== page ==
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Policing goes digital with new-look Occurrence Book

By Kamore Maina and Cyrus Ombati | August 4th 2020

Interior CS Fred Matiang’i, DCI boss George Kinoti, DPP Noordin Haji and the Inspector General of Police Hillary Mutyambai at Buru Buru Police Station yesterday. [Collins Kweyu, Standard]

A new police digital Occurrence Book was launched yesterday in Nairobi.

Director of Public Prosecutions Noordin Haji and Director of Criminal Investigations George Kinoti put up a united front yesterday during the function presided over by Interior Cabinet Secretary Fred Matiang’i.

“We do not have to be seen together for people to know we are working together,” said Mr Haji during the function held at Buru Buru Police Station and attended by Inspector General of Police Hillary Mutyambai.

Kinoti and Haji have been at loggerheads and their differences have even played out in public. Last Tuesday, Kinoti snubbed a high-level government function organised by the DPP to launch the new policy guidelines on prosecutions.

Haji praised the digitisation of the police OB and said it will make his work easy in the event that there was need to produce electronic evidence in court.

Kasarani and Buru Buru police stations are the first to fully automate their OBs.

The automation will be implemented in police stations across the country.

Under the digital platform, officers at the police station level will key in public complaints electronically and also issue OB reports electronically.

Police station commanders will be required to assign cases electronically. Station commanders will use this system to monitor cases and performance of their officers by simply logging in to the system.

The new system have a provision where police officers will take photos of suspects before they are booked into police cells.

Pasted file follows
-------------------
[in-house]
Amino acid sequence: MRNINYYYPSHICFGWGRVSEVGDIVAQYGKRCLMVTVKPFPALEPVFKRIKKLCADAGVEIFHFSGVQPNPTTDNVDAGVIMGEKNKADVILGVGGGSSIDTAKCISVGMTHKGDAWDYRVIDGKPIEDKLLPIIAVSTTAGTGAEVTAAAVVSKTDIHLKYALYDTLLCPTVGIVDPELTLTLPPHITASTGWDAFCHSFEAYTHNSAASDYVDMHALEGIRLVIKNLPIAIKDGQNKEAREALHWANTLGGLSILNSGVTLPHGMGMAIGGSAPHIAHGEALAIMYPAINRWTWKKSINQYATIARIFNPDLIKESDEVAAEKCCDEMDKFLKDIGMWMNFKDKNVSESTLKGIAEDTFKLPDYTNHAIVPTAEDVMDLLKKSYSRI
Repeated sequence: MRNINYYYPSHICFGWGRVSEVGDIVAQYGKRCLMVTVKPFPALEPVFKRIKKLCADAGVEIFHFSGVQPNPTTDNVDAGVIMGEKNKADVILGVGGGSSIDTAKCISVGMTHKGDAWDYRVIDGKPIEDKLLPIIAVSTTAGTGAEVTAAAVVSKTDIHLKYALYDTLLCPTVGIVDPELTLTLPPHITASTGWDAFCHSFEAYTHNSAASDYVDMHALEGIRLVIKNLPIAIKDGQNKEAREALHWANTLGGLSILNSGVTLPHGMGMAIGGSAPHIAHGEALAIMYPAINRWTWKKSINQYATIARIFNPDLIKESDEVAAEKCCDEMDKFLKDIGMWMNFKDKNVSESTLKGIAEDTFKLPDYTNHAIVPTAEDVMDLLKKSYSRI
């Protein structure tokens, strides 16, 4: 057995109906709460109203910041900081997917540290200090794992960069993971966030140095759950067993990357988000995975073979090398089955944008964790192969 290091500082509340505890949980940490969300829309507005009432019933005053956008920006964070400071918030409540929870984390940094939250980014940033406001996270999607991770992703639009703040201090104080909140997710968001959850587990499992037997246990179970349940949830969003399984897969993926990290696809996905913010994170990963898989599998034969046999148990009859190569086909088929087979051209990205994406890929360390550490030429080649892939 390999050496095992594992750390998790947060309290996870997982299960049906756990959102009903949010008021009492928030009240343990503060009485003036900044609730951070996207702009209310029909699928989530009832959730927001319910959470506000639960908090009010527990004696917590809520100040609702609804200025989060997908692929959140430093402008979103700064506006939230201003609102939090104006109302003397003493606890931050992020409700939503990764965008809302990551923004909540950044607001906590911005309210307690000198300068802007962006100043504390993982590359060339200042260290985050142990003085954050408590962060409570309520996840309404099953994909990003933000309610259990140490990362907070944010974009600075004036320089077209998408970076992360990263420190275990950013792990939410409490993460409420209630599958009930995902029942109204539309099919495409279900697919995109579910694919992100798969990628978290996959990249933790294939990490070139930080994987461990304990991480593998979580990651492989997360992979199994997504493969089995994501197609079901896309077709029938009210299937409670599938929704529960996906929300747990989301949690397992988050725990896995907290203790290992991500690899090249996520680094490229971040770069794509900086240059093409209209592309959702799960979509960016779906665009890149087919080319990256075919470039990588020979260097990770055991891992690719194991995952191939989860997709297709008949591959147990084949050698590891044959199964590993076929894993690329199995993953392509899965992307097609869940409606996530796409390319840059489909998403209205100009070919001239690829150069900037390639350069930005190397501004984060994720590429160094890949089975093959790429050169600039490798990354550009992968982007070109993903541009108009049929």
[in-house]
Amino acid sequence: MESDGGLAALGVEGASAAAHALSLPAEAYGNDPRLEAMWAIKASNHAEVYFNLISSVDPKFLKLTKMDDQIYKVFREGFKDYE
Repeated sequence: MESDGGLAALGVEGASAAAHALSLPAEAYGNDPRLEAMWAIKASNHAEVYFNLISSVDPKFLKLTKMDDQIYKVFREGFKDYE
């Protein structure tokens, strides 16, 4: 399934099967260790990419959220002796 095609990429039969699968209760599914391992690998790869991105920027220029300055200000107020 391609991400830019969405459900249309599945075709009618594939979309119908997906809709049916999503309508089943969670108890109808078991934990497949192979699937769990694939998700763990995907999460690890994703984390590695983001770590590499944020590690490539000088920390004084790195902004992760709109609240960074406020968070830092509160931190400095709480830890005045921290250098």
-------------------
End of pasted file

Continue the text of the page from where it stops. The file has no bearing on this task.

This new feature is aimed at addressing cases where suspects claim to have been tortured or assaulted by the police.

It will now be mandatory for police officers to take suspects’ photos before they go into the cells and also give a description of their state at the time of arrest.

The IG will be able to monitor which case has been reported, who the investigating officer is and the progress of the investigations.

The digital OB has also been customised to include details of police officers such as leave days and working shifts.

Details of officers on duty on a particular day and even those on leave will be captured in this database.

Access level

Deputy Inspector General Edward Mbugua, under whose command the regular police fall, will also have access to all matters relating to his officers but will not access matters related to the DCI and the AP.

Haji said the integration of the police OB to the NTSA, his newly created electronic case-management system and the electronic filing system by the judiciary will redefine policing in Kenya.

“It will provide a holistic approach to security in the country. The ODPP will work together in enhancing public confidence in access to justice”.

Matiang’i said the automation of OB would bring to an end the culture of corruption.

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